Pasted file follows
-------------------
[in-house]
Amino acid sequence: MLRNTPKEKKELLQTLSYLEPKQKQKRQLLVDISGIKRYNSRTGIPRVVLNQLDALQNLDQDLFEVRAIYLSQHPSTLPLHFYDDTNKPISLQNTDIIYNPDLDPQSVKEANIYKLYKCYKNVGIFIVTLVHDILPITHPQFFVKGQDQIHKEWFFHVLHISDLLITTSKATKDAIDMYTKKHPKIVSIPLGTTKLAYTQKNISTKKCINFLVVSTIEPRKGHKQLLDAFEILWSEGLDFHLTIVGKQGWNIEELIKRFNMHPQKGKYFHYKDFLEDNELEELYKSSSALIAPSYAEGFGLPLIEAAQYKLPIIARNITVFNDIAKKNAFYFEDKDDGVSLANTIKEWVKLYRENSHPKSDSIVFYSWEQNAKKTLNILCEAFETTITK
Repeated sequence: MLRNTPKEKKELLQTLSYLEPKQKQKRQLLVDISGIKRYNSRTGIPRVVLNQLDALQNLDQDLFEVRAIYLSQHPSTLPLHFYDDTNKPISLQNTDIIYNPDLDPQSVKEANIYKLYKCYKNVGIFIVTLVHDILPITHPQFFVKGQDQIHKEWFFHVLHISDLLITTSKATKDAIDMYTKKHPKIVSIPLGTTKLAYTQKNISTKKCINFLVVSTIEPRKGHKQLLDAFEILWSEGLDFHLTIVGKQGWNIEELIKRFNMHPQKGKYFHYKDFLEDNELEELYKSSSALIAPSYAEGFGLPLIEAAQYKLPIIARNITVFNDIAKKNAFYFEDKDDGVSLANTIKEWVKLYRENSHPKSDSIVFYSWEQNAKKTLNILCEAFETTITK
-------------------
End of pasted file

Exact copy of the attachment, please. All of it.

[in-house]
Amino acid sequence: MLRNTPKEKKELLQTLSYLEPKQKQKRQLLVDISGIKRYNSRTGIPRVVLNQLDALQNLDQDLFEVRAIYLSQHPSTLPLHFYDDTNKPISLQNTDIIYNPDLDPQSVKEANIYKLYKCYKNVGIFIVTLVHDILPITHPQFFVKGQDQIHKEWFFHVLHISDLLITTSKATKDAIDMYTKKHPKIVSIPLGTTKLAYTQKNISTKKCINFLVVSTIEPRKGHKQLLDAFEILWSEGLDFHLTIVGKQGWNIEELIKRFNMHPQKGKYFHYKDFLEDNELEELYKSSSALIAPSYAEGFGLPLIEAAQYKLPIIARNITVFNDIAKKNAFYFEDKDDGVSLANTIKEWVKLYRENSHPKSDSIVFYSWEQNAKKTLNILCEAFETTITK
Repeated sequence: MLRNTPKEKKELLQTLSYLEPKQKQKRQLLVDISGIKRYNSRTGIPRVVLNQLDALQNLDQDLFEVRAIYLSQHPSTLPLHFYDDTNKPISLQNTDIIYNPDLDPQSVKEANIYKLYKCYKNVGIFIVTLVHDILPITHPQFFVKGQDQIHKEWFFHVLHISDLLITTSKATKDAIDMYTKKHPKIVSIPLGTTKLAYTQKNISTKKCINFLVVSTIEPRKGHKQLLDAFEILWSEGLDFHLTIVGKQGWNIEELIKRFNMHPQKGKYFHYKDFLEDNELEELYKSSSALIAPSYAEGFGLPLIEAAQYKLPIIARNITVFNDIAKKNAFYFEDKDDGVSLANTIKEWVKLYRENSHPKSDSIVFYSWEQNAKKTLNILCEAFETTITK